The folks I ran into were all very polite (same with each other) and willing to help. Almost no hustling even though there are few non-African travelers or business folks around – so, one gets spotted quickly. It is just nice to be able to go around one’s business freely and concern-free. There is a certain nonchalance also – did not see a lot of people who seemed to run around and rush from one place to the next and be stressed out. That contributes to the ambiance of fine and calm pace, which I liked.

Ministry of Fauna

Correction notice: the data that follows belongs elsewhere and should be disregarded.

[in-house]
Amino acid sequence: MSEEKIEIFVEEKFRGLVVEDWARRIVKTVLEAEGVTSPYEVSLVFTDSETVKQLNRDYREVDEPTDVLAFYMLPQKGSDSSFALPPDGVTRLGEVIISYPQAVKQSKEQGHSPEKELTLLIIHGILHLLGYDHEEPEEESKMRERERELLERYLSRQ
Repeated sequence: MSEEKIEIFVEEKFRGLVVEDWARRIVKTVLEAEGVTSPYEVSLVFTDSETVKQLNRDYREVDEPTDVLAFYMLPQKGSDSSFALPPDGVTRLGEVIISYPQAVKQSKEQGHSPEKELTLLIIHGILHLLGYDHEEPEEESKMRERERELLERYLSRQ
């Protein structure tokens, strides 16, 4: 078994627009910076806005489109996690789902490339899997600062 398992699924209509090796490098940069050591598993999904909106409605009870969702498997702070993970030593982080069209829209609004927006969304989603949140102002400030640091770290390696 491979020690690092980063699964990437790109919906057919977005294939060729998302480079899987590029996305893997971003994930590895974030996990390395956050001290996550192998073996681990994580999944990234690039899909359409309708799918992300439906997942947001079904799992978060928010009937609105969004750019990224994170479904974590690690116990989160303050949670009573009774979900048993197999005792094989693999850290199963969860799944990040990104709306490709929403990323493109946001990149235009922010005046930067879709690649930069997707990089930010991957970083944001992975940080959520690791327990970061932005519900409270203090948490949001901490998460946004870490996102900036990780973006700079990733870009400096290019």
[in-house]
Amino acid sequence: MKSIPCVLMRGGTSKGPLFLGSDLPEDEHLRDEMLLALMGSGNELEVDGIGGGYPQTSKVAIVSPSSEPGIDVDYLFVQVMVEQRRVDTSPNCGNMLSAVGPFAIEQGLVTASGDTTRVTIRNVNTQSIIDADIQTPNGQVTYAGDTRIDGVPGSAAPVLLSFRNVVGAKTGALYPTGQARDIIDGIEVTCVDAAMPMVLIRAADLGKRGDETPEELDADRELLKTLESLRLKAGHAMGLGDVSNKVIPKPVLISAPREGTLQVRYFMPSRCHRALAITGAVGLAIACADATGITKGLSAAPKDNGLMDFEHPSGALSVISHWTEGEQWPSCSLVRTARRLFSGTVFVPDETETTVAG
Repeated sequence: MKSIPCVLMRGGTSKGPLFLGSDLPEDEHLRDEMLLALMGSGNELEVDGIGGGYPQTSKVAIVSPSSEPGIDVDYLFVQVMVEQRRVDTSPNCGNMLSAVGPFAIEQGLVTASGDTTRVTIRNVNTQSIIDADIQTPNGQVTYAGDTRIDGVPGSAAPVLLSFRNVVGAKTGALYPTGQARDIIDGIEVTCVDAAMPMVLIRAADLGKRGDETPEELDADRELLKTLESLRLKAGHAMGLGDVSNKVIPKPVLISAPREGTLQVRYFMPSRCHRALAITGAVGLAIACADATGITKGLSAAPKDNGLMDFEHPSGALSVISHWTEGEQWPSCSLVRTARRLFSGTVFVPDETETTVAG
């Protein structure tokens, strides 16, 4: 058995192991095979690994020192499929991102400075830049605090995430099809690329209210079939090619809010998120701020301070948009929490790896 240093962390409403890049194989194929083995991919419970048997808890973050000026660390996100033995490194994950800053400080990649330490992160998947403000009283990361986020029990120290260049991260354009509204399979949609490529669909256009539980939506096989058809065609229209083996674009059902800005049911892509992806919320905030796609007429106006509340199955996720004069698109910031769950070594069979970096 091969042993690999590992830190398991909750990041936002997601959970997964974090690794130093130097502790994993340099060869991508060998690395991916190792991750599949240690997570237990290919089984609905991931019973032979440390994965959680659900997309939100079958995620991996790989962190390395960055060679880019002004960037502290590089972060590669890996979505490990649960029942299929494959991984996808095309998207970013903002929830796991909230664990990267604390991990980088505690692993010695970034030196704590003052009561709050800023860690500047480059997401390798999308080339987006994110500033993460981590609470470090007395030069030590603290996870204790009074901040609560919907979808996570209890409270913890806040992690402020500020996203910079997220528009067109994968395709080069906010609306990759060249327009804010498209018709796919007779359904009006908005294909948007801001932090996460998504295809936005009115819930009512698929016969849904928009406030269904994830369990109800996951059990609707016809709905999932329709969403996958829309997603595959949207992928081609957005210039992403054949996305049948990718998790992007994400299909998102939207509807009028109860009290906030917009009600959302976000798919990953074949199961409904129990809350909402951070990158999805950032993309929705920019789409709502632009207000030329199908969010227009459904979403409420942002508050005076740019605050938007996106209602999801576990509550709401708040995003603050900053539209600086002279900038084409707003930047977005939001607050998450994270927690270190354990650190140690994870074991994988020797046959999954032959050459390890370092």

I wrote this waiting for a guy working for the German cooperation agency GTZ at the Ministry of Forestry and Fauna in Yaoundé, Cameroon, last week. Our friend is actually based in the Ministry per se which itself is housed in a big government office tower. I went up to the 7th floor with 7-8 other folks in the elevator and a guy pressing on the corresponding buttons in the elevator. I am not good at descriptions, so I am not sure that you will be able to visualize the picture, but basically the whole thing looks a bit old and shabby. Stained carpet, old office furniture, some folks sitting in the hallways here and there. A number of offices with closed doors. The office of the guy I am to meet with is under renovation, so there is a nice strident noise less than 10 feet (3 meters) away from me… I forgot to mention that the building entrance is all marble – tower must have been built in the 70s and must have looked quite nice for a while.